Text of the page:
The train that brought me all the way from Kerala, into this big city was whistling its way into the next station. Just getting down in this station is making me nostalgic. Twenty years ago, getting down here, catching a local train to my college, all that was a routine we all loved. And now, I am back to the place so dear, back to the memories – alone. Let me sit on this cement bench and wait for the local train.
Today, I, Meera turn 50. Yes, 50 years since that dark, rainy night of June, when I announced my arrival into this world with a fierce, defiant cry. The fact that I was the first child of the third generation in the family did, to a small extent, reduce the disappointment of my being a girl. And I went on to disappoint another family 23 years later by delivering twin girls. Well, that is another story, for some other time.
My married life was not exactly what you’d call tough. Hari was a nice man who used to do all the right things. He used to buy me gifts at the right occasions, pays all mandatory visits to my house, and was a nice dad to our twin daughters; he was pretty good in his own way. I had a nice job, a ‘respectable’ marriage, two beautiful daughters – everything that a woman could hope for.
My life was so smooth and ‘normal’ until that day my daughter told me that I had breast cancer and I need a mastectomy. I was only 42 and I felt God was being unfair to me. Now, I loved my breasts, I loved the way they made me a woman. The resentment that I had for my breasts in the adolescent days was gone. Back then, as a child who grew up a bit too soon. I was pretty unhappy with my breasts. They drew a hell lot of unwanted attention – groping fingers, hurting nails, from all places – crowded buses, visiting ‘uncles’... Well, that was long back; I’ve grown up now.
I survived the fear, the pain, the agony of loss, everything related to the operation. I felt of myself was being taken away from me. But my daughters understood, I would not have made it but for their support. Hari also tried his best to be supportive. But somehow, for him, the change was a bit too much to come to terms with.
After I came back from the hospital, I could sense the difference in his attitude towards me. In our bedroom, he kept his distance from me. The loss of a breast has made me unappealing for him, I guess. I, his wife of twenty two years, have suddenly become a Stranger, a not-so-wanted woman. Day after day I found the resentment, the disgust, taking shape and choking me with its cold fingers in the dark confines of our bedroom. He thinks I cheated him, purposely denying him his rightful happiness, by losing one breast.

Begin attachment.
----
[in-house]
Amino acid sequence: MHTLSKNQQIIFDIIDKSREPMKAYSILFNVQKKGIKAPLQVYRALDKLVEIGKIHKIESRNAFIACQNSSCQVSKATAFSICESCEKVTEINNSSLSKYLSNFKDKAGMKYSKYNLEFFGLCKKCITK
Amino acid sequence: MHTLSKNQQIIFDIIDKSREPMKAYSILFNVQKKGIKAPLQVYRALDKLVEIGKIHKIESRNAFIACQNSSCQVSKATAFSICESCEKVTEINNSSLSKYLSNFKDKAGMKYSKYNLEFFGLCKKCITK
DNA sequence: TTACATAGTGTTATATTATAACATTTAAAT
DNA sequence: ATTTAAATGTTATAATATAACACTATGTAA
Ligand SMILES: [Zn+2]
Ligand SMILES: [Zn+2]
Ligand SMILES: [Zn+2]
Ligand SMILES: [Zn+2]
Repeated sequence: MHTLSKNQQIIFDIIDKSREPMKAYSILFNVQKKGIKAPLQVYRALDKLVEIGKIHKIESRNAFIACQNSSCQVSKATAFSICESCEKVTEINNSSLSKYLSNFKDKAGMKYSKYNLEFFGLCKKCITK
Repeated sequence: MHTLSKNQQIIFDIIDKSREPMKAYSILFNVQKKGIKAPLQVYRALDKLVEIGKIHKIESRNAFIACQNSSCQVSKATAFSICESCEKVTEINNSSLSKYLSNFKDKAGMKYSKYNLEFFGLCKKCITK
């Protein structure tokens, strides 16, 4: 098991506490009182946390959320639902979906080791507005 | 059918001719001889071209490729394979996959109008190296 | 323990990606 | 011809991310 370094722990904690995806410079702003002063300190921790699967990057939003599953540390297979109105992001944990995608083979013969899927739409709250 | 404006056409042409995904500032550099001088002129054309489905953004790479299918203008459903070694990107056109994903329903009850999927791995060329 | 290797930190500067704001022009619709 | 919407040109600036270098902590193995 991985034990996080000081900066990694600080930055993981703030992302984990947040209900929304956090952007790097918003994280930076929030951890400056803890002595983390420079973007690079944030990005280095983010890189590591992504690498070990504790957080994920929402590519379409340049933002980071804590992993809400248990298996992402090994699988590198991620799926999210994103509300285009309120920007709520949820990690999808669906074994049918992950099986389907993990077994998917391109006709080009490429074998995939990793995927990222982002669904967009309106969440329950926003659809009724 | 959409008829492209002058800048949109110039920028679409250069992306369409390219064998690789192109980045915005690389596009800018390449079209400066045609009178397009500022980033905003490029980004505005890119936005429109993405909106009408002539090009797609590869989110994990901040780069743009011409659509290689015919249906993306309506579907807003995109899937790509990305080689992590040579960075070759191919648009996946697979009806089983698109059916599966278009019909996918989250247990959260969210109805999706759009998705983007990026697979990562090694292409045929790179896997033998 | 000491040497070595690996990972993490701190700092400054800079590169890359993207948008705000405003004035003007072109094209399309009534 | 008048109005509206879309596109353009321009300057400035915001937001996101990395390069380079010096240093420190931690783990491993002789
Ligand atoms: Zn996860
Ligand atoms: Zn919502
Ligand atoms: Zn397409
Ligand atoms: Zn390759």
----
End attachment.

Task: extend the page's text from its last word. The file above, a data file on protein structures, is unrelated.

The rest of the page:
It was one of those terrible, isolated and miserable days of my life that I saw His face in the obituary column. It is shocking, you know, to get up on a lazy Sunday morning and glance through the newspaper to find that someone who had been so close to you have passed away. Never before had I felt a more acute sense of loss in my life. Well, that too for a man I haven’t seen in last fifteen years. Still, the face in the newspaper looked so very familiar. As I traced my fingers over the picture – the hairline that has receded much farther, the shaven face that once had many pimples, the thin framed glasses- memories came flooding. And then I decided I am making a trip to that far off city, to visit my college. A trip would definitely do me good.
Hari was a bit suspicious of this official tour that came up without a prior notice. And if he realized I am lying, he chose to remain silent about it. There must have been something about the way I told him that kind of scared him into silence. In our 28 years of marriage, he had never seen me this stubborn, this firm. And now, I am sitting on this cement bench in a crowded platform, waiting for that train which would take me to the college.
I get on to the train and manage to find a window seat. The train moves fast and I get a glimpse of a city I fail to recognize. 30 years is a long time.
A whole gamut of emotions ranging from nostalgia to immense joy hit me the moment I entered the campus. 30 years did not do much to this place. A new building here or there, a few trees cut down, few others growing up, new faces all around; but in general it was the same. I couldn’t stop myself from rushing to our old haunt – a flight of stairs leading to an old pond near a dilapidated building.
All I could think of were the shrieks of joy, laughter, relaxed chatter, gasps and sighs of a young boy and girl. These sounds used to fill this place, years ago when we lay down beneath on those giant trees that covered the area. This was the place where we explored each other – bodies, hopes, dreams, fears. I couldn’t stop thinking about the boy who taught me to forget and move on in life, to love, to dream, to live, and then again, much later, to forget and move on. I tied to recollect the smoky walls of the small hotel, where we met for a spicy biryani for the first time. Many plates of biryanis later, our bond was strong and passionate. He could understand me in a way which Hari never could. Now, that is a bit unfair to Hari; he was also a victim in this system that matched horoscopes and ignored people.
Hot tears that welled in my eyes – for the memories, for the man I used to love, for my doomed marriage? I really do not know. It is getting dark and I need to get up. One last look at the dear place and I leave. On my way back, I enter the college chapel. I pray for some time and a sense of peace engulfed me. I light a candle in the chapel and walk back. A candle lighted for love, for memories, for peace. The flame flickers in the wind and then steadied itself. And it is time for me to forget and move on.